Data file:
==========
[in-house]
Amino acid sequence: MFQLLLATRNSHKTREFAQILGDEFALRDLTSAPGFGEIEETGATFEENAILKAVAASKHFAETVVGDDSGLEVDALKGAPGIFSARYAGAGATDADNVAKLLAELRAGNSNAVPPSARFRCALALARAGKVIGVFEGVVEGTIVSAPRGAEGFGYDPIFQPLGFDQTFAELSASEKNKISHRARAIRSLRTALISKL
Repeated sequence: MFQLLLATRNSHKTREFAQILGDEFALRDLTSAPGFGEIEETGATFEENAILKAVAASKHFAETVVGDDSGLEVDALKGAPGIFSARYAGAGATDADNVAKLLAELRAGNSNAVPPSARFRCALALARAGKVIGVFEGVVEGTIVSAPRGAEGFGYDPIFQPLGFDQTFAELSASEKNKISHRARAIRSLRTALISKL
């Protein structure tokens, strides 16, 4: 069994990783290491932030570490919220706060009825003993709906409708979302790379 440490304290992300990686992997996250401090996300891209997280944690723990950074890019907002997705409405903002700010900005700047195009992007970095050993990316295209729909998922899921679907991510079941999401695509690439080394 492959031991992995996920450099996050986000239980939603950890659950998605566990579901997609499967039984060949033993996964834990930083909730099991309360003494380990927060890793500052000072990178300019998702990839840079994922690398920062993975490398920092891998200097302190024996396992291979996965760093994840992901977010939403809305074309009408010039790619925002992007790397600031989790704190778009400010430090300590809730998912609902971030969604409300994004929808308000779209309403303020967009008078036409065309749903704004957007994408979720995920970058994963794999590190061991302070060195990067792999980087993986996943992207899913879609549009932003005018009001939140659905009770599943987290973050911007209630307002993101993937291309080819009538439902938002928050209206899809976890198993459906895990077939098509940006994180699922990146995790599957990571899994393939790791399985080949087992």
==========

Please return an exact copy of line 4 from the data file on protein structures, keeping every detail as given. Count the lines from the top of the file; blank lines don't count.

């Protein structure tokens, strides 16, 4: 069994990783290491932030570490919220706060009825003993709906409708979302790379 440490304290992300990686992997996250401090996300891209997280944690723990950074890019907002997705409405903002700010900005700047195009992007970095050993990316295209729909998922899921679907991510079941999401695509690439080394 492959031991992995996920450099996050986000239980939603950890659950998605566990579901997609499967039984060949033993996964834990930083909730099991309360003494380990927060890793500052000072990178300019998702990839840079994922690398920062993975490398920092891998200097302190024996396992291979996965760093994840992901977010939403809305074309009408010039790619925002992007790397600031989790704190778009400010430090300590809730998912609902971030969604409300994004929808308000779209309403303020967009008078036409065309749903704004957007994408979720995920970058994963794999590190061991302070060195990067792999980087993986996943992207899913879609549009932003005018009001939140659905009770599943987290973050911007209630307002993101993937291309080819009538439902938002928050209206899809976890198993459906895990077939098509940006994180699922990146995790599957990571899994393939790791399985080949087992």